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Art in Care Homes – Inspiring Residents and Staff to Be Creative
The arts can make a powerful difference to someone’s social and health care. The recent All-Party Parliamentary Group on Arts, Health and Well-being and the Winston Churchill Memorial Trust report, have both raised awareness of the benefits that the arts can bring to keeping us well, aiding our recovery and supporting lives ‘lived in colour’.
This is no less the case for residents of care homes. That is why SCIE has just published a digital resource for members of the care home team to support them in engaging older residents in the creative activities. Tips, ideas, links and examples of good practice in different arts ‘topics’ including puppetry, sculpture and theatre are provided on the Arts in Care Homes web pages, funded by The Baring Foundation.
Sense of Identity
The opportunity to dance or make things gives residents the chance to use their creative imagination and the prospect of learning a new skill or returning to one previously enjoyed. Participation in the arts offers an opportunity for self-expression and can foster that sense of identity that institutional life can sometimes erode. Being in a choir or sewing in a class can build someone’s confidence as well as their links with others. There’s the chance to involve the local community in the arts; a way to meet new people and have novel experiences. As importantly, the arts provide care home residents and staff with fun and excitement - something we all need.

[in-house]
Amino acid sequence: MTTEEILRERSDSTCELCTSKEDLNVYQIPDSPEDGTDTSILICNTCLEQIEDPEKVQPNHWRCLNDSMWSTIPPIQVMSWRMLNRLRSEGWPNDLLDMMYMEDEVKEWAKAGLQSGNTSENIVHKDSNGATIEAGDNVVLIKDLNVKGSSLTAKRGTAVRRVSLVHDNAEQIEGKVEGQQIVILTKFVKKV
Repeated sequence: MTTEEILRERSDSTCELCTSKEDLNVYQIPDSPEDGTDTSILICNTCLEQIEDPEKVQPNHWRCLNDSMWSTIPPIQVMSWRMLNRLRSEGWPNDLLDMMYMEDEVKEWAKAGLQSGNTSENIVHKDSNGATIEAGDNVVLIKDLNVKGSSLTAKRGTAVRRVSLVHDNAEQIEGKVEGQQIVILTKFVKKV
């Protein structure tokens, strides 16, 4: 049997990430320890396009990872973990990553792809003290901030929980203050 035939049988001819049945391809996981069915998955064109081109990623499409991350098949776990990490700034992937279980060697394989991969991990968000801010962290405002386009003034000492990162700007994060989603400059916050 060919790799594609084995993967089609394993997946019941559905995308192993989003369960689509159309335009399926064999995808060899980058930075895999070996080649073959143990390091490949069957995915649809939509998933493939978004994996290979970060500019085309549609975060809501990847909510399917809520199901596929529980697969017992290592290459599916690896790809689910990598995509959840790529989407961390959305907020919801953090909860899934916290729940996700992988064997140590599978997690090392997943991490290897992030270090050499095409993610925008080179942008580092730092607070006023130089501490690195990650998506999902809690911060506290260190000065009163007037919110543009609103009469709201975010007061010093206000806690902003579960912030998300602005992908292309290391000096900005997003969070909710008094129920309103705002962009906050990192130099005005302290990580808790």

Care Quality Commission - Key Lines of Enquiry (KLOEs)
Using arts in care homes can help demonstrate that you are addressing two of the Care Quality Commission’s KLOEs (Being responsive and caring). Participation in the arts can no longer be regarded as an optional extra.
‘We don’t have the budget’ is sometimes the response from the care sector when these ideas are suggested. But the ‘Do It Yourself’ section of the website, written by the National Association of Providers of Activity (NAPA) offers a plethora of inexpensive creative ideas, adaptable for people with different cognitive function, including those at the end of life. A resident may not be well enough to go into care home garden but a piece of lavender brought to the bedside will scent the room, prompt a chat about gardening or trigger a song about the flower.
The arts can seriously improve your health. Creativity offers many ways to connect, move, give, learn and notice – the five ways to well-being. This should be the offer irrespective of where you live.
SCIE resource: Inspiring creative arts in care homes
*All information is correct at the time of publishing